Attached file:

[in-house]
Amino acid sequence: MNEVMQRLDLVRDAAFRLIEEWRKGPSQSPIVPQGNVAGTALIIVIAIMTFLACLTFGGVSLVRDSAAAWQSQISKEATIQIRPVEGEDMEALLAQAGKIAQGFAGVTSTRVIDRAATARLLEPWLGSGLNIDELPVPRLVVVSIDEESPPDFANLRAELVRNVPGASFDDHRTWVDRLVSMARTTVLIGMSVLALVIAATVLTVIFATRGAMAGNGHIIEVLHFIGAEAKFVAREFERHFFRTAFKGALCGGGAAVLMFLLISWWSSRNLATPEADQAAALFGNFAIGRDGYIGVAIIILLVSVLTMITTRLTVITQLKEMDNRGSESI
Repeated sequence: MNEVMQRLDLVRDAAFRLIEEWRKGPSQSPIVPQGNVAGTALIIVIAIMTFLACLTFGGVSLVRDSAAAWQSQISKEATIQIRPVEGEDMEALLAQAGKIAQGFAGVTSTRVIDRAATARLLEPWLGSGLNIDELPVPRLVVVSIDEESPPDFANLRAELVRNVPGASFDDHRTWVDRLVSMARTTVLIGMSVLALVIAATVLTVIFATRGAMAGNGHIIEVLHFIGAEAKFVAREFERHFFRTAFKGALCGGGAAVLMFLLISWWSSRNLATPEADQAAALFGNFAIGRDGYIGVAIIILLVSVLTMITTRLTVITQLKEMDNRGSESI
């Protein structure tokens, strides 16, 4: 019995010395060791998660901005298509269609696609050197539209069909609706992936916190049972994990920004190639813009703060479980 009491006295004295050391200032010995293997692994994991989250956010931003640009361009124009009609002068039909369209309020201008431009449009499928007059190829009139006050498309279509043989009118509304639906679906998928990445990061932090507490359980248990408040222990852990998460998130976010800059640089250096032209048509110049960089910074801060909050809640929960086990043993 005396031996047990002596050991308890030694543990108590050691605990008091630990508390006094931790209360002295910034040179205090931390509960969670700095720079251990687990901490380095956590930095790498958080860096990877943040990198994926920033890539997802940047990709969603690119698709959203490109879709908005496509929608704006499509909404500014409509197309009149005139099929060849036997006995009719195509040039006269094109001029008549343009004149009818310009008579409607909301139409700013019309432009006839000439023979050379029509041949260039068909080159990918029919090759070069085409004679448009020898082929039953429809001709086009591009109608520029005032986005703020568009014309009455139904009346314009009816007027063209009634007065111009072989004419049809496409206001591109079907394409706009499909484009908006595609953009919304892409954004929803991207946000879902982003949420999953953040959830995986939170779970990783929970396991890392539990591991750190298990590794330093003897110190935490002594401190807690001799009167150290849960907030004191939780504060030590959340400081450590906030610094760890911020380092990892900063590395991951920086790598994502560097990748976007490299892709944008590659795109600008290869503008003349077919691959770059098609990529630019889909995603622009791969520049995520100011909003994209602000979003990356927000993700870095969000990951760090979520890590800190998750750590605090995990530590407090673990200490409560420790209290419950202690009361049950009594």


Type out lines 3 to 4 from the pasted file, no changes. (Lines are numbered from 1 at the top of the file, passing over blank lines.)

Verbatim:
Repeated sequence: MNEVMQRLDLVRDAAFRLIEEWRKGPSQSPIVPQGNVAGTALIIVIAIMTFLACLTFGGVSLVRDSAAAWQSQISKEATIQIRPVEGEDMEALLAQAGKIAQGFAGVTSTRVIDRAATARLLEPWLGSGLNIDELPVPRLVVVSIDEESPPDFANLRAELVRNVPGASFDDHRTWVDRLVSMARTTVLIGMSVLALVIAATVLTVIFATRGAMAGNGHIIEVLHFIGAEAKFVAREFERHFFRTAFKGALCGGGAAVLMFLLISWWSSRNLATPEADQAAALFGNFAIGRDGYIGVAIIILLVSVLTMITTRLTVITQLKEMDNRGSESI
């Protein structure tokens, strides 16, 4: 019995010395060791998660901005298509269609696609050197539209069909609706992936916190049972994990920004190639813009703060479980 009491006295004295050391200032010995293997692994994991989250956010931003640009361009124009009609002068039909369209309020201008431009449009499928007059190829009139006050498309279509043989009118509304639906679906998928990445990061932090507490359980248990408040222990852990998460998130976010800059640089250096032209048509110049960089910074801060909050809640929960086990043993 005396031996047990002596050991308890030694543990108590050691605990008091630990508390006094931790209360002295910034040179205090931390509960969670700095720079251990687990901490380095956590930095790498958080860096990877943040990198994926920033890539997802940047990709969603690119698709959203490109879709908005496509929608704006499509909404500014409509197309009149005139099929060849036997006995009719195509040039006269094109001029008549343009004149009818310009008579409607909301139409700013019309432009006839000439023979050379029509041949260039068909080159990918029919090759070069085409004679448009020898082929039953429809001709086009591009109608520029005032986005703020568009014309009455139904009346314009009816007027063209009634007065111009072989004419049809496409206001591109079907394409706009499909484009908006595609953009919304892409954004929803991207946000879902982003949420999953953040959830995986939170779970990783929970396991890392539990591991750190298990590794330093003897110190935490002594401190807690001799009167150290849960907030004191939780504060030590959340400081450590906030610094760890911020380092990892900063590395991951920086790598994502560097990748976007490299892709944008590659795109600008290869503008003349077919691959770059098609990529630019889909995603622009791969520049995520100011909003994209602000979003990356927000993700870095969000990951760090979520890590800190998750750590605090995990530590407090673990200490409560420790209290419950202690009361049950009594």